Motorola has finally announced that the Moto X is coming to the UK on 1 February, to expand its family of mid-range smartphones. Currently, the Moto G sits pretty in that category, so a KitKat-sporting sibling is welcome.

There are a few differences between the two though and some might be wondering what they are before they take the plunge for the latest phone. As the Moto X is reasonably priced, just what does it offer that the G doesn't and vice versa?

Here we'll reveal all...

READ: Motorola Moto G pictures and hands-on: A Nexus by stealth


The Moto G screen is smaller than that on the Moto X. It also differs in technology. It features a 4.5-inch LCD display while the Moto X uses a 4.7-inch AMOLED panel. They both have the same resolution however, offering 720p 1280 x 720 HD images.


Where the Moto G gives some ground to its brother in screen size and type, it counters with a beefier processor. There's a 1.2GHz quad-core Qualcomm Snapdragon 400 processor running the show in the Moto G, while the Moto X has a 1.7GHz dual-core processor. The latter does come with 2GB of RAM though - the Moto G makes do with 1GB.


The Moto G has either 8GB or 16GB of on-board storage, the Moto X 16GB or 32GB. There are no microSD card slots as Google is keen to steer users towards its cloud storage services.


The Moto G can't compete against its new stablemate in this department. It has a 5-megapixel rear-facing camera and 1.3-megapixel front-facing cam for video calling duties and the like. The Moto X, on the other hand, features a 10-megapixel camera on the rear. Its front-facing camera is 2.1-megapixels. That's considerably better in both aspects.


Both devices are very similar to each other in size. The Moto G is 129.9 x 65.9 x 11.6mm, while the Moto X is 129.3 x 65.3 x 10.4mm. There's not much in it at all.

The Moto G is a touch heavier, at 143g in comparison to 130g, but you really wouldn't notice.


Even though it has a higher-spec processor, the Moto G has a less substantial battery, although it could be argued that the quad-core processor it employs is better at power management. It offers 2,070mAh of juice, with the Moto X having a 2,200mAh battery.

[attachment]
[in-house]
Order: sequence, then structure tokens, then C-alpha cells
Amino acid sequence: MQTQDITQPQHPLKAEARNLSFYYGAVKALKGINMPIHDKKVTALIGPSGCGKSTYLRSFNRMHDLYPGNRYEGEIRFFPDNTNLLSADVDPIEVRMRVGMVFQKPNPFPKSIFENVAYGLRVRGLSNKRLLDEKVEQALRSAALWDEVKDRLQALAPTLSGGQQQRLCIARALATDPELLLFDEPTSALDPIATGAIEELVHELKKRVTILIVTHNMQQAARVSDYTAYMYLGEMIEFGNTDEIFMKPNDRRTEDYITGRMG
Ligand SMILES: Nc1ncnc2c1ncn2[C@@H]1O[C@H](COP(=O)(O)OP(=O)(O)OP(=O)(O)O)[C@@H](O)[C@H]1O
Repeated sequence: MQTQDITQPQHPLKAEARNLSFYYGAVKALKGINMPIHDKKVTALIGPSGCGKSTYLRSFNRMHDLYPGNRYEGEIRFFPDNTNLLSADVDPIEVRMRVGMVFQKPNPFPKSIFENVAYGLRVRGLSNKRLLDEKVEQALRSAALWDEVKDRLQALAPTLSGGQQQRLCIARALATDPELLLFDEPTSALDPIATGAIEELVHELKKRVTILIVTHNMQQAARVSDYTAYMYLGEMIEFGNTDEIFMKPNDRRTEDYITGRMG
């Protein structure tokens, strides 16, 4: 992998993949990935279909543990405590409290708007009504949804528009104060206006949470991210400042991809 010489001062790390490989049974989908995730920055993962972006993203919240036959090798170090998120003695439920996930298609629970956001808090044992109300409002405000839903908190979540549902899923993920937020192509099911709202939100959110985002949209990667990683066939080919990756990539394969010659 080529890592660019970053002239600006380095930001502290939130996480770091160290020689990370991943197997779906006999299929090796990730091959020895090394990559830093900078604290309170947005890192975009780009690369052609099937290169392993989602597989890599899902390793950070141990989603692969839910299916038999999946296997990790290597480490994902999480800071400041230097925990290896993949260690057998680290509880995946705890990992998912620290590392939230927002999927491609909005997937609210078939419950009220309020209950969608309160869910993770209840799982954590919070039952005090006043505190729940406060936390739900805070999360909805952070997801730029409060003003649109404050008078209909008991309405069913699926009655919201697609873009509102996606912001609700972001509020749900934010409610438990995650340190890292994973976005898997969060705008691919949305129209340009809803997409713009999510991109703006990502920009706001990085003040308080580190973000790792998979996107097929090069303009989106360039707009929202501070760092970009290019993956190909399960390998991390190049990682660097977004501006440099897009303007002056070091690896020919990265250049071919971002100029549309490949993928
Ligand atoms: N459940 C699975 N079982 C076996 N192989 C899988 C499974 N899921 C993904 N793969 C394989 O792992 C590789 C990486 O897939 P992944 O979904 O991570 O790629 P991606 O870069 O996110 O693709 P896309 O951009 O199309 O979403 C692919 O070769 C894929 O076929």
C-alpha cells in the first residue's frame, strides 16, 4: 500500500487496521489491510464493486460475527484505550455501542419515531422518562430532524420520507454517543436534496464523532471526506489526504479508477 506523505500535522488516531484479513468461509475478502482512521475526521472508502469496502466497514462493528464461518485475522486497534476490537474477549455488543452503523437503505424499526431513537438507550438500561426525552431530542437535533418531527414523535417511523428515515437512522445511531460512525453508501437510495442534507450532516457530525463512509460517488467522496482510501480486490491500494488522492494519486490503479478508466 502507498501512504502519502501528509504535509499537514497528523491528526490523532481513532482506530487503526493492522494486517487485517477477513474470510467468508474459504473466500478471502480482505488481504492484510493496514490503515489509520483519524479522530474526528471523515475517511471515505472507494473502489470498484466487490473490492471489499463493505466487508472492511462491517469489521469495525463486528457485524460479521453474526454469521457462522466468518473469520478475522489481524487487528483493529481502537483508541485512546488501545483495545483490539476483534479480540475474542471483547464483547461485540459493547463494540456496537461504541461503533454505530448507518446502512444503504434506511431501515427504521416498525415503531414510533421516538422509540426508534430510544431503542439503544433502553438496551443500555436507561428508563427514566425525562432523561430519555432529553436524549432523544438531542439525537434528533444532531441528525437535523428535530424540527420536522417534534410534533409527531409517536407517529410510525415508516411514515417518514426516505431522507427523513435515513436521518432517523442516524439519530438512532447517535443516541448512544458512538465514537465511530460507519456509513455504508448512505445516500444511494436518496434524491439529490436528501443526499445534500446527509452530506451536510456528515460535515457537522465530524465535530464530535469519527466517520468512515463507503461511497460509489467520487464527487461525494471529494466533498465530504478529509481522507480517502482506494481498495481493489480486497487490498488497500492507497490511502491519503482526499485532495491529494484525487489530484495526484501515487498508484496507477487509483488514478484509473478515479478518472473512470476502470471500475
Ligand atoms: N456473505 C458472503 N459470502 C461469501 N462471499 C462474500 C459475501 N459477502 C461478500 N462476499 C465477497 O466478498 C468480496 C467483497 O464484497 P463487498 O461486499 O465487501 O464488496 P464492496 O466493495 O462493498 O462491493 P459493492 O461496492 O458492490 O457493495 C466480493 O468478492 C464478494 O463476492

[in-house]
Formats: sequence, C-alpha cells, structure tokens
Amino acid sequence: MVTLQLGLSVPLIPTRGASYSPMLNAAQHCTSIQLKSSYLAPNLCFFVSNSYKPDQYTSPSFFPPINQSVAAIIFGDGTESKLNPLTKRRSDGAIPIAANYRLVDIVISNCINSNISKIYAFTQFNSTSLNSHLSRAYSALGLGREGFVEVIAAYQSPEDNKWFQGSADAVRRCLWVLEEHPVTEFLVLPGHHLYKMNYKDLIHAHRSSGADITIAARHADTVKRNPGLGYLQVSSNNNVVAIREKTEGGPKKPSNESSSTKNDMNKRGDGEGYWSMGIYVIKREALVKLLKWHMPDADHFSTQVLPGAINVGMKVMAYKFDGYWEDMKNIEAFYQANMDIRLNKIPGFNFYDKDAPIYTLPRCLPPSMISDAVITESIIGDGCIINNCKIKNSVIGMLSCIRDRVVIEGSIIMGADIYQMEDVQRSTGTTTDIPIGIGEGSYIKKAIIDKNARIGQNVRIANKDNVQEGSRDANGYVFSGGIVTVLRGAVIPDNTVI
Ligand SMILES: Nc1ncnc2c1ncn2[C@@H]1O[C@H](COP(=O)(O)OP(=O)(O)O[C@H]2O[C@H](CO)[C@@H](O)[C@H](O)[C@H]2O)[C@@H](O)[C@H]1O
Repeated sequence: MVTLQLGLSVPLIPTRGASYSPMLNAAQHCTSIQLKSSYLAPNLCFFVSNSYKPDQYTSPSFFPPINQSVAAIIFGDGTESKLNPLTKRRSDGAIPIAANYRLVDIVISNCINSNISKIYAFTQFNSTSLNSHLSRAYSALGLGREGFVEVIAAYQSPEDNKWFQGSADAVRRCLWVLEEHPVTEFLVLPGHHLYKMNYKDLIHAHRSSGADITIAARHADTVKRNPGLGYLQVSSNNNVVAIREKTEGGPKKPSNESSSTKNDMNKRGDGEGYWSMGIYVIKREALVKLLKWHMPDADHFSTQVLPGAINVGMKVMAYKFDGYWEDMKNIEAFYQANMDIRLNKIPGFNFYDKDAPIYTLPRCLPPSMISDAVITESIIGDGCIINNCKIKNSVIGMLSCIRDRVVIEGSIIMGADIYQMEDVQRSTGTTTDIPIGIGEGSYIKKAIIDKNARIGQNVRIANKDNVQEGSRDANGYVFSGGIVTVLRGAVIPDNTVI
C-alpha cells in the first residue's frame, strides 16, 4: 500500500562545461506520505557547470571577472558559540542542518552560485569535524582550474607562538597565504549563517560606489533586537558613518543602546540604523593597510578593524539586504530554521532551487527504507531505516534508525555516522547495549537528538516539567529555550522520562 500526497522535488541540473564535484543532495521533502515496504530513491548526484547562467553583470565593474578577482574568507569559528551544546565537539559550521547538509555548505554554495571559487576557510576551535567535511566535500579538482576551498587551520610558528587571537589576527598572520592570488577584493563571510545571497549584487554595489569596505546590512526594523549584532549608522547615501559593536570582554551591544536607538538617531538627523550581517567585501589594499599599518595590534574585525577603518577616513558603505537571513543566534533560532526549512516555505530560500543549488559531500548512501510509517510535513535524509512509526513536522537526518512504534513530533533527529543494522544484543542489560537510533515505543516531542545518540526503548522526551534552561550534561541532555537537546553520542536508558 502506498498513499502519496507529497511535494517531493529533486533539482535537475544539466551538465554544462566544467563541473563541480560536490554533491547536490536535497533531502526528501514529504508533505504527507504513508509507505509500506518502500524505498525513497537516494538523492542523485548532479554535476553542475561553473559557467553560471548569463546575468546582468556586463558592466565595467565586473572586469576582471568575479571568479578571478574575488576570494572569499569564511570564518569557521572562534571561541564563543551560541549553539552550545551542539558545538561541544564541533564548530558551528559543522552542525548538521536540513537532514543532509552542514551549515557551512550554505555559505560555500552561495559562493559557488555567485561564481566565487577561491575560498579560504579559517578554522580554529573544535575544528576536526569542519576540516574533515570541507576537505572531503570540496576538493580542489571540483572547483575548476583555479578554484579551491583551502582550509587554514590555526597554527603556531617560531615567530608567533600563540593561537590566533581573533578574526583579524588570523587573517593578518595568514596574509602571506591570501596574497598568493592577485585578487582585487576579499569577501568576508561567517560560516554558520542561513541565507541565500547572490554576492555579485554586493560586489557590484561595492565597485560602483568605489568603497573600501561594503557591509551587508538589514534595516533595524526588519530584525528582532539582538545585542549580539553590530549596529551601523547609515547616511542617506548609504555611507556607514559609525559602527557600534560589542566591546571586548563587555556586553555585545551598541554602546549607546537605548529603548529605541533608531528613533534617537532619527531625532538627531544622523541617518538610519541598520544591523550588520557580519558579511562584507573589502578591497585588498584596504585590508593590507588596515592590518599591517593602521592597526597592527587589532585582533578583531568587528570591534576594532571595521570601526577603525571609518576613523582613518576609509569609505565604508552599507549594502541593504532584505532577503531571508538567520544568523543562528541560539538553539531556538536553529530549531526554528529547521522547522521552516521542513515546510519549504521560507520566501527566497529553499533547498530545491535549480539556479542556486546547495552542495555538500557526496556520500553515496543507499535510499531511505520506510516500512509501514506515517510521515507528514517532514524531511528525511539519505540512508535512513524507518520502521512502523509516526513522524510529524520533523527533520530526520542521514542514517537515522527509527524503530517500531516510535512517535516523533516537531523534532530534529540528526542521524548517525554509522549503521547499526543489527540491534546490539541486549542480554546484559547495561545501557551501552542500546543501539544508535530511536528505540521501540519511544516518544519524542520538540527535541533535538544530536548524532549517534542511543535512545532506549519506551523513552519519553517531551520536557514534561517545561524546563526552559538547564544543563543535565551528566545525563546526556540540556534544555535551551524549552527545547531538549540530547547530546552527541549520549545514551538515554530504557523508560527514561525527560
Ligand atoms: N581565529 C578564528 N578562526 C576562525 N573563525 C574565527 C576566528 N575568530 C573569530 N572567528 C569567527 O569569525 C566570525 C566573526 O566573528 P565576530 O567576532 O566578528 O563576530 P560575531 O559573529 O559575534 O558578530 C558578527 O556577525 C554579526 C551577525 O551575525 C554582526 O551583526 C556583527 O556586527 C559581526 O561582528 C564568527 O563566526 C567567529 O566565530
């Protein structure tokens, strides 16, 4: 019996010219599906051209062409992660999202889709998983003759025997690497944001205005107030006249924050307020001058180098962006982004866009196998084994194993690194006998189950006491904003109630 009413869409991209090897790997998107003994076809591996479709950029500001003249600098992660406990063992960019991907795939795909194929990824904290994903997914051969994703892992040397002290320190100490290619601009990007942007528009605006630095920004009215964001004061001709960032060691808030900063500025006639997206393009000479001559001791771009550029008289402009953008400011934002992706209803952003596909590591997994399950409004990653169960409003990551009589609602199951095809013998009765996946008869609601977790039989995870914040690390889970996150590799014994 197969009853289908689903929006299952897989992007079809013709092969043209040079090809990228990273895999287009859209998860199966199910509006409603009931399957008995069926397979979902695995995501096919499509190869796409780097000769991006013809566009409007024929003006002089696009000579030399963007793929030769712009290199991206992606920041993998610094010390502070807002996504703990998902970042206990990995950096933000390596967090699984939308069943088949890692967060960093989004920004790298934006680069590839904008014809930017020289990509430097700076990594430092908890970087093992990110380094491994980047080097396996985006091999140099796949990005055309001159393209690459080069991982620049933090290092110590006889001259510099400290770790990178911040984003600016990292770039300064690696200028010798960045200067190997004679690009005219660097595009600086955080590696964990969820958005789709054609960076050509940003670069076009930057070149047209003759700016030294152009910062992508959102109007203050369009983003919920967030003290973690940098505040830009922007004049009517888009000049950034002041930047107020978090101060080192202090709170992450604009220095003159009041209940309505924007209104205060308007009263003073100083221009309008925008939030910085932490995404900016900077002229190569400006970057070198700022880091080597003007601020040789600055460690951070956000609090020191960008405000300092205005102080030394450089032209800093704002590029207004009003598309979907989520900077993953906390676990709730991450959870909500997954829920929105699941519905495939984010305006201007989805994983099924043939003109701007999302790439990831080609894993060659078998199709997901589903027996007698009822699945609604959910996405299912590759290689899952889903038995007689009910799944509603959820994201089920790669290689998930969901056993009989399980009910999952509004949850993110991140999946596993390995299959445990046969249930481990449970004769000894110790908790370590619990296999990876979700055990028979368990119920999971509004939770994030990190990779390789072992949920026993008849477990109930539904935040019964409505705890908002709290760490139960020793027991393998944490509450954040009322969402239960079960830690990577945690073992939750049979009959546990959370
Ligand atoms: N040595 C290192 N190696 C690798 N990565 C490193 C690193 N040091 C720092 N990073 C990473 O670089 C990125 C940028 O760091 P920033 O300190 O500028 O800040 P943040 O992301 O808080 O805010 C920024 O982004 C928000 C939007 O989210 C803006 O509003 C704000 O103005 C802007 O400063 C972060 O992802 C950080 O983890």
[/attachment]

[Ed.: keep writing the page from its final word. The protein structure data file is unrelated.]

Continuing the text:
There are a few key differences and on paper it looks like the Moto X is a better bet. Price could be a big consideration, with the Moto G costing £135 for the 8GB model SIM-free, £159 for the 16GB. The Moto X will be available in the UK for £380 SIM-free for the 16GB model or on contract from £25 a month. A 32GB model will also be available online only, price is yet to be determined.

You can't split them by software as the Moto G has very recently been pushed an update to Android 4.4 KitKat, the same operating system the Moto X ships with. We do like the customisable Moto Maker options though, which will launch in the UK in a few months. And the idea of having a wooden rear casing could well be worth the extra cash. - PAY MONTHLY PHONES The Samsung Galaxy S10+ is now available on EE who have been awarded the UK’s best network for the fifth year running. RootMetrics tested the four UK networks and EE was faster and more reliable than all of them, with better data performance. Their network has come a long way since they launched in 2012. Back then they had 11 UK cities covered by 4G. Today they cover most of the UK’s land mass, thanks to 19,000 state-of-the-art 4G sites. They’ve got faster, too – from 50Mbps to a maximum speed of 400Mbps. And they’re soon to experience even greater possibilities with the launch of 5G.

Sections Motorola Phones